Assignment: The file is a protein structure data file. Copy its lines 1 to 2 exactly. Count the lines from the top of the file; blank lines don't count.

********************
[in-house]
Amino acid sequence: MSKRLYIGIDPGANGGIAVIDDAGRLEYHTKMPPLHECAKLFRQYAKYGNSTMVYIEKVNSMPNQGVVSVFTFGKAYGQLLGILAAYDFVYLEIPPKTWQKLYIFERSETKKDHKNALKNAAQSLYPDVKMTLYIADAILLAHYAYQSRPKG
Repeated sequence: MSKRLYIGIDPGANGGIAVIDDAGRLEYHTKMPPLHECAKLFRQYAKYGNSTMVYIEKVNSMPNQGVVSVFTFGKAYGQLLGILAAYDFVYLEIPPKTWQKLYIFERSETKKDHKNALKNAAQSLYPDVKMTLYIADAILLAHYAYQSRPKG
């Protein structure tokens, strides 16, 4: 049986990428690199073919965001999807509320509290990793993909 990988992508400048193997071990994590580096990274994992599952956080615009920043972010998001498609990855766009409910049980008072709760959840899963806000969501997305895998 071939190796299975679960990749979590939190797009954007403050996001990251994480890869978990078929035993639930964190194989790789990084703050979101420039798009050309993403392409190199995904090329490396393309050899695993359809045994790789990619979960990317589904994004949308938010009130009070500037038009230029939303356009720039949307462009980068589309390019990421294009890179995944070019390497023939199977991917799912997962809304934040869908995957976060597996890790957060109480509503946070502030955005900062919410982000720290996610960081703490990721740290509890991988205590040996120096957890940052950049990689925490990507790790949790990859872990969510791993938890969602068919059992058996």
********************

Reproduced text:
[in-house]
Amino acid sequence: MSKRLYIGIDPGANGGIAVIDDAGRLEYHTKMPPLHECAKLFRQYAKYGNSTMVYIEKVNSMPNQGVVSVFTFGKAYGQLLGILAAYDFVYLEIPPKTWQKLYIFERSETKKDHKNALKNAAQSLYPDVKMTLYIADAILLAHYAYQSRPKG